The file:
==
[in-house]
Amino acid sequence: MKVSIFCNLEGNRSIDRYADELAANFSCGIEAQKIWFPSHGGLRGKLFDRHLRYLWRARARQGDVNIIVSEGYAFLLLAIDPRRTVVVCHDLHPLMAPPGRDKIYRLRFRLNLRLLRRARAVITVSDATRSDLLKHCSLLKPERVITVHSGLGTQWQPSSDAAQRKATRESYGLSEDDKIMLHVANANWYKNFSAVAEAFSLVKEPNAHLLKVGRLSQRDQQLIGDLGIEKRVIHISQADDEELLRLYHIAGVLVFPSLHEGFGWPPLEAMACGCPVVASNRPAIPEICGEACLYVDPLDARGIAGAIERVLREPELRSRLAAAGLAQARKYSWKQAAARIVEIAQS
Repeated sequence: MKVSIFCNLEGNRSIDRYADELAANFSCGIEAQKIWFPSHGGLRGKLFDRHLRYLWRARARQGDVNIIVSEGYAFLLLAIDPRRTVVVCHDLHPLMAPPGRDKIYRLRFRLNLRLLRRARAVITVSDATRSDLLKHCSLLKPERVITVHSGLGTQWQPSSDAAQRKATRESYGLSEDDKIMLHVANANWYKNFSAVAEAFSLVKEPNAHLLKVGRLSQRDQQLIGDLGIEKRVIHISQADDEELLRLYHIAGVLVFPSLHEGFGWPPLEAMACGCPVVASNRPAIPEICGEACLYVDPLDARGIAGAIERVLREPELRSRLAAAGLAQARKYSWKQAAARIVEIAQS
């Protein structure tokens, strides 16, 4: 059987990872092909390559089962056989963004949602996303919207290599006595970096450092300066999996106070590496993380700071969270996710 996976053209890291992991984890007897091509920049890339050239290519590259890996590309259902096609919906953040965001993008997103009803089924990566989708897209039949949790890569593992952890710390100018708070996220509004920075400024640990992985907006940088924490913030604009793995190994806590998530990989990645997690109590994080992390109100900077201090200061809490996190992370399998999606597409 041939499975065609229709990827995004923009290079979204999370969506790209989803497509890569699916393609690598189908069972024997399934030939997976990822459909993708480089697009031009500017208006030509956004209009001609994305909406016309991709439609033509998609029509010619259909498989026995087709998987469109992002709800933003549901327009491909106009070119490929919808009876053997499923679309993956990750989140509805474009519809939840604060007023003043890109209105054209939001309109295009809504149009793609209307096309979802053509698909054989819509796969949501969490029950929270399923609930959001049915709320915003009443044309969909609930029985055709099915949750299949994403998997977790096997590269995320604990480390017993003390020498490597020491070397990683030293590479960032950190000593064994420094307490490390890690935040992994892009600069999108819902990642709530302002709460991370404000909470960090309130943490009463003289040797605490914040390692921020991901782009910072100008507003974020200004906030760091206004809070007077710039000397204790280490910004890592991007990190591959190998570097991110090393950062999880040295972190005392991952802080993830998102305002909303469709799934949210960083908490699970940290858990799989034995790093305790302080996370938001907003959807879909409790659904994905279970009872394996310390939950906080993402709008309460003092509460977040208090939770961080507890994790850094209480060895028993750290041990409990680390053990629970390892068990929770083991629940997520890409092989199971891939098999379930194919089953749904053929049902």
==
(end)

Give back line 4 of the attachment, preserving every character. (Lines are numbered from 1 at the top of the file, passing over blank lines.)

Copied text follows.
């Protein structure tokens, strides 16, 4: 059987990872092909390559089962056989963004949602996303919207290599006595970096450092300066999996106070590496993380700071969270996710 996976053209890291992991984890007897091509920049890339050239290519590259890996590309259902096609919906953040965001993008997103009803089924990566989708897209039949949790890569593992952890710390100018708070996220509004920075400024640990992985907006940088924490913030604009793995190994806590998530990989990645997690109590994080992390109100900077201090200061809490996190992370399998999606597409 041939499975065609229709990827995004923009290079979204999370969506790209989803497509890569699916393609690598189908069972024997399934030939997976990822459909993708480089697009031009500017208006030509956004209009001609994305909406016309991709439609033509998609029509010619259909498989026995087709998987469109992002709800933003549901327009491909106009070119490929919808009876053997499923679309993956990750989140509805474009519809939840604060007023003043890109209105054209939001309109295009809504149009793609209307096309979802053509698909054989819509796969949501969490029950929270399923609930959001049915709320915003009443044309969909609930029985055709099915949750299949994403998997977790096997590269995320604990480390017993003390020498490597020491070397990683030293590479960032950190000593064994420094307490490390890690935040992994892009600069999108819902990642709530302002709460991370404000909470960090309130943490009463003289040797605490914040390692921020991901782009910072100008507003974020200004906030760091206004809070007077710039000397204790280490910004890592991007990190591959190998570097991110090393950062999880040295972190005392991952802080993830998102305002909303469709799934949210960083908490699970940290858990799989034995790093305790302080996370938001907003959807879909409790659904994905279970009872394996310390939950906080993402709008309460003092509460977040208090939770961080507890994790850094209480060895028993750290041990409990680390053990629970390892068990929770083991629940997520890409092989199971891939098999379930194919089953749904053929049902």